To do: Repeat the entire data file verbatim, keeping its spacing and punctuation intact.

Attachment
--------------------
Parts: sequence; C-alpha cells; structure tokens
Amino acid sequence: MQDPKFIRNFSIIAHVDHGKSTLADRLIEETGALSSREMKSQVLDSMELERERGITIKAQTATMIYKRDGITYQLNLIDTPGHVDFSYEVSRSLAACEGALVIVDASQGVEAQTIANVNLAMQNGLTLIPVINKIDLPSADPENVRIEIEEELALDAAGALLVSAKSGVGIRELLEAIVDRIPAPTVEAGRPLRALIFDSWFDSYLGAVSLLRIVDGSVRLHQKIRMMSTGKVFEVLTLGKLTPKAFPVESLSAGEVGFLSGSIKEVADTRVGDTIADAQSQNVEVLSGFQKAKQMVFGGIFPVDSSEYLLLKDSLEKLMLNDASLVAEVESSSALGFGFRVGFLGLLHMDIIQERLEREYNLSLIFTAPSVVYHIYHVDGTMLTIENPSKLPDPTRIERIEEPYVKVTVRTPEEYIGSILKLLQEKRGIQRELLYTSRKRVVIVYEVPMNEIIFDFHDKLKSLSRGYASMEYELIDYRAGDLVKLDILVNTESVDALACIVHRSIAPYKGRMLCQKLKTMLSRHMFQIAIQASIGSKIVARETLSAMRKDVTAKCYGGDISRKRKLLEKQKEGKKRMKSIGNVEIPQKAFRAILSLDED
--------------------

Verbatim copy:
Parts: sequence; C-alpha cells; structure tokens
Amino acid sequence: MQDPKFIRNFSIIAHVDHGKSTLADRLIEETGALSSREMKSQVLDSMELERERGITIKAQTATMIYKRDGITYQLNLIDTPGHVDFSYEVSRSLAACEGALVIVDASQGVEAQTIANVNLAMQNGLTLIPVINKIDLPSADPENVRIEIEEELALDAAGALLVSAKSGVGIRELLEAIVDRIPAPTVEAGRPLRALIFDSWFDSYLGAVSLLRIVDGSVRLHQKIRMMSTGKVFEVLTLGKLTPKAFPVESLSAGEVGFLSGSIKEVADTRVGDTIADAQSQNVEVLSGFQKAKQMVFGGIFPVDSSEYLLLKDSLEKLMLNDASLVAEVESSSALGFGFRVGFLGLLHMDIIQERLEREYNLSLIFTAPSVVYHIYHVDGTMLTIENPSKLPDPTRIERIEEPYVKVTVRTPEEYIGSILKLLQEKRGIQRELLYTSRKRVVIVYEVPMNEIIFDFHDKLKSLSRGYASMEYELIDYRAGDLVKLDILVNTESVDALACIVHRSIAPYKGRMLCQKLKTMLSRHMFQIAIQASIGSKIVARETLSAMRKDVTAKCYGGDISRKRKLLEKQKEGKKRMKSIGNVEIPQKAFRAILSLDED